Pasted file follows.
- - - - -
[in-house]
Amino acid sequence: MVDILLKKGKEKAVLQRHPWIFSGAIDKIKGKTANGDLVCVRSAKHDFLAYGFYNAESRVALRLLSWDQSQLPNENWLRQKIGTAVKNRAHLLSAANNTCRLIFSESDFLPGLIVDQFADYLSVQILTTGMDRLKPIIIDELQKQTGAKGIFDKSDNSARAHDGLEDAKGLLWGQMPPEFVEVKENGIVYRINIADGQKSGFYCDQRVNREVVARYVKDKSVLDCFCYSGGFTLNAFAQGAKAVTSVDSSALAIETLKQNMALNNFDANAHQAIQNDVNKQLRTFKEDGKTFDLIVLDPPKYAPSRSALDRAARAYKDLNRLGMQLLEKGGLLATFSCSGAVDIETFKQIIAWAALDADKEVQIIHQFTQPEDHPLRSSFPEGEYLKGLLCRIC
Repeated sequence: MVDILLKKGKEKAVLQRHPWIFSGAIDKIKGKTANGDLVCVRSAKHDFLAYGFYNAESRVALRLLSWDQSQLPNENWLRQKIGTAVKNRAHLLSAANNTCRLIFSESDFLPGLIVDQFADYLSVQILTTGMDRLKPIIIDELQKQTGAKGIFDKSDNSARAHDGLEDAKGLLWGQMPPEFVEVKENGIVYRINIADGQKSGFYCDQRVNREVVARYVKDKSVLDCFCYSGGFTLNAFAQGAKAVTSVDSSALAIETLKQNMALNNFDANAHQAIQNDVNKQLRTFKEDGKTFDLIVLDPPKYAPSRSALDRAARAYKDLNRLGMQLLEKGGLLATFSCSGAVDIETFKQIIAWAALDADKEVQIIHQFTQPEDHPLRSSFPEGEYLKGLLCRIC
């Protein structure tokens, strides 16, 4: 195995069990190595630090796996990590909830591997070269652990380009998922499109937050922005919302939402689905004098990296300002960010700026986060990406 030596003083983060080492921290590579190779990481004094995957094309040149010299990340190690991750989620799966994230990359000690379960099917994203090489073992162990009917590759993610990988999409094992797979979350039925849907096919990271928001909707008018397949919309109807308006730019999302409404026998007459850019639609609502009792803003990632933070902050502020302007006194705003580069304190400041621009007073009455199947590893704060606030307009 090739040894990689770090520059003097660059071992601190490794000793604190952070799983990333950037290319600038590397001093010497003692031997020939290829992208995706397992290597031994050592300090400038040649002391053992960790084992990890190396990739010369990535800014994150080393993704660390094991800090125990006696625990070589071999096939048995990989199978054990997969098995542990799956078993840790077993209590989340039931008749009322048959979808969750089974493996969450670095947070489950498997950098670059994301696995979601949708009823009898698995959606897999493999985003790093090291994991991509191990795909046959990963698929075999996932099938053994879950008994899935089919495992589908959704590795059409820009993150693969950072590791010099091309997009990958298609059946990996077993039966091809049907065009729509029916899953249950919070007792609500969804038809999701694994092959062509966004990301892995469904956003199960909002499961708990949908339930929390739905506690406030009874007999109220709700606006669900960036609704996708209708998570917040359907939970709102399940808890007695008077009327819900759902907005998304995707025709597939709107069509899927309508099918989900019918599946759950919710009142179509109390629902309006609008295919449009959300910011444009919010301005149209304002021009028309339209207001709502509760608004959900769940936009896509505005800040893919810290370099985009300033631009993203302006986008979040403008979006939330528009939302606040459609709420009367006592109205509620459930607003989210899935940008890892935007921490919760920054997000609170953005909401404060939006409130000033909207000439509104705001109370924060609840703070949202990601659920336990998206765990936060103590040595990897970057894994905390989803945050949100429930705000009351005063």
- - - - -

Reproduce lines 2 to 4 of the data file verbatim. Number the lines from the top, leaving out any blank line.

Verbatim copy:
Amino acid sequence: MVDILLKKGKEKAVLQRHPWIFSGAIDKIKGKTANGDLVCVRSAKHDFLAYGFYNAESRVALRLLSWDQSQLPNENWLRQKIGTAVKNRAHLLSAANNTCRLIFSESDFLPGLIVDQFADYLSVQILTTGMDRLKPIIIDELQKQTGAKGIFDKSDNSARAHDGLEDAKGLLWGQMPPEFVEVKENGIVYRINIADGQKSGFYCDQRVNREVVARYVKDKSVLDCFCYSGGFTLNAFAQGAKAVTSVDSSALAIETLKQNMALNNFDANAHQAIQNDVNKQLRTFKEDGKTFDLIVLDPPKYAPSRSALDRAARAYKDLNRLGMQLLEKGGLLATFSCSGAVDIETFKQIIAWAALDADKEVQIIHQFTQPEDHPLRSSFPEGEYLKGLLCRIC
Repeated sequence: MVDILLKKGKEKAVLQRHPWIFSGAIDKIKGKTANGDLVCVRSAKHDFLAYGFYNAESRVALRLLSWDQSQLPNENWLRQKIGTAVKNRAHLLSAANNTCRLIFSESDFLPGLIVDQFADYLSVQILTTGMDRLKPIIIDELQKQTGAKGIFDKSDNSARAHDGLEDAKGLLWGQMPPEFVEVKENGIVYRINIADGQKSGFYCDQRVNREVVARYVKDKSVLDCFCYSGGFTLNAFAQGAKAVTSVDSSALAIETLKQNMALNNFDANAHQAIQNDVNKQLRTFKEDGKTFDLIVLDPPKYAPSRSALDRAARAYKDLNRLGMQLLEKGGLLATFSCSGAVDIETFKQIIAWAALDADKEVQIIHQFTQPEDHPLRSSFPEGEYLKGLLCRIC
């Protein structure tokens, strides 16, 4: 195995069990190595630090796996990590909830591997070269652990380009998922499109937050922005919302939402689905004098990296300002960010700026986060990406 030596003083983060080492921290590579190779990481004094995957094309040149010299990340190690991750989620799966994230990359000690379960099917994203090489073992162990009917590759993610990988999409094992797979979350039925849907096919990271928001909707008018397949919309109807308006730019999302409404026998007459850019639609609502009792803003990632933070902050502020302007006194705003580069304190400041621009007073009455199947590893704060606030307009 090739040894990689770090520059003097660059071992601190490794000793604190952070799983990333950037290319600038590397001093010497003692031997020939290829992208995706397992290597031994050592300090400038040649002391053992960790084992990890190396990739010369990535800014994150080393993704660390094991800090125990006696625990070589071999096939048995990989199978054990997969098995542990799956078993840790077993209590989340039931008749009322048959979808969750089974493996969450670095947070489950498997950098670059994301696995979601949708009823009898698995959606897999493999985003790093090291994991991509191990795909046959990963698929075999996932099938053994879950008994899935089919495992589908959704590795059409820009993150693969950072590791010099091309997009990958298609059946990996077993039966091809049907065009729509029916899953249950919070007792609500969804038809999701694994092959062509966004990301892995469904956003199960909002499961708990949908339930929390739905506690406030009874007999109220709700606006669900960036609704996708209708998570917040359907939970709102399940808890007695008077009327819900759902907005998304995707025709597939709107069509899927309508099918989900019918599946759950919710009142179509109390629902309006609008295919449009959300910011444009919010301005149209304002021009028309339209207001709502509760608004959900769940936009896509505005800040893919810290370099985009300033631009993203302006986008979040403008979006939330528009939302606040459609709420009367006592109205509620459930607003989210899935940008890892935007921490919760920054997000609170953005909401404060939006409130000033909207000439509104705001109370924060609840703070949202990601659920336990998206765990936060103590040595990897970057894994905390989803945050949100429930705000009351005063």